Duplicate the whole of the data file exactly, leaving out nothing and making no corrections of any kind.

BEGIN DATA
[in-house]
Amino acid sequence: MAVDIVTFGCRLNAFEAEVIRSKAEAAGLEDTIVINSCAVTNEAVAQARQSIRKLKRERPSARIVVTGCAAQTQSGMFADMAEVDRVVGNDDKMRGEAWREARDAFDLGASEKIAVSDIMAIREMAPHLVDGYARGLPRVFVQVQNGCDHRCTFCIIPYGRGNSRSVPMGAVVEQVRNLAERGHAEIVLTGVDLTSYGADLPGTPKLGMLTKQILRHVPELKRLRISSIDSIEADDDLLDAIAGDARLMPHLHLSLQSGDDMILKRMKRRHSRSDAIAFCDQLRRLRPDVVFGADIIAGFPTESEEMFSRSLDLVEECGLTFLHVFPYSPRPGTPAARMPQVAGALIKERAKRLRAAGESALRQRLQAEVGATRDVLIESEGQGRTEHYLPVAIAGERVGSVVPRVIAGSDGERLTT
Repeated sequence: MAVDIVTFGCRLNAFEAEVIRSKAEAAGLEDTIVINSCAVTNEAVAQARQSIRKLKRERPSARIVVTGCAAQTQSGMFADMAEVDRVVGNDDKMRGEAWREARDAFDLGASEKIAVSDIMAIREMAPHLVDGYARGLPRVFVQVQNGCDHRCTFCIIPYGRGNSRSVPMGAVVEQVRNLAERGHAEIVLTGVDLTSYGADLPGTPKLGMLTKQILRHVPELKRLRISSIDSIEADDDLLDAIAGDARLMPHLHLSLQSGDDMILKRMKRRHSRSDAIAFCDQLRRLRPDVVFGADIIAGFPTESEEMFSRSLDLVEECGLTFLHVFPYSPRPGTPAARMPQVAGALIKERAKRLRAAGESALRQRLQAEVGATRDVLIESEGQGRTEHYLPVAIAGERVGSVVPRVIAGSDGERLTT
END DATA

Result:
[in-house]
Amino acid sequence: MAVDIVTFGCRLNAFEAEVIRSKAEAAGLEDTIVINSCAVTNEAVAQARQSIRKLKRERPSARIVVTGCAAQTQSGMFADMAEVDRVVGNDDKMRGEAWREARDAFDLGASEKIAVSDIMAIREMAPHLVDGYARGLPRVFVQVQNGCDHRCTFCIIPYGRGNSRSVPMGAVVEQVRNLAERGHAEIVLTGVDLTSYGADLPGTPKLGMLTKQILRHVPELKRLRISSIDSIEADDDLLDAIAGDARLMPHLHLSLQSGDDMILKRMKRRHSRSDAIAFCDQLRRLRPDVVFGADIIAGFPTESEEMFSRSLDLVEECGLTFLHVFPYSPRPGTPAARMPQVAGALIKERAKRLRAAGESALRQRLQAEVGATRDVLIESEGQGRTEHYLPVAIAGERVGSVVPRVIAGSDGERLTT
Repeated sequence: MAVDIVTFGCRLNAFEAEVIRSKAEAAGLEDTIVINSCAVTNEAVAQARQSIRKLKRERPSARIVVTGCAAQTQSGMFADMAEVDRVVGNDDKMRGEAWREARDAFDLGASEKIAVSDIMAIREMAPHLVDGYARGLPRVFVQVQNGCDHRCTFCIIPYGRGNSRSVPMGAVVEQVRNLAERGHAEIVLTGVDLTSYGADLPGTPKLGMLTKQILRHVPELKRLRISSIDSIEADDDLLDAIAGDARLMPHLHLSLQSGDDMILKRMKRRHSRSDAIAFCDQLRRLRPDVVFGADIIAGFPTESEEMFSRSLDLVEECGLTFLHVFPYSPRPGTPAARMPQVAGALIKERAKRLRAAGESALRQRLQAEVGATRDVLIESEGQGRTEHYLPVAIAGERVGSVVPRVIAGSDGERLTT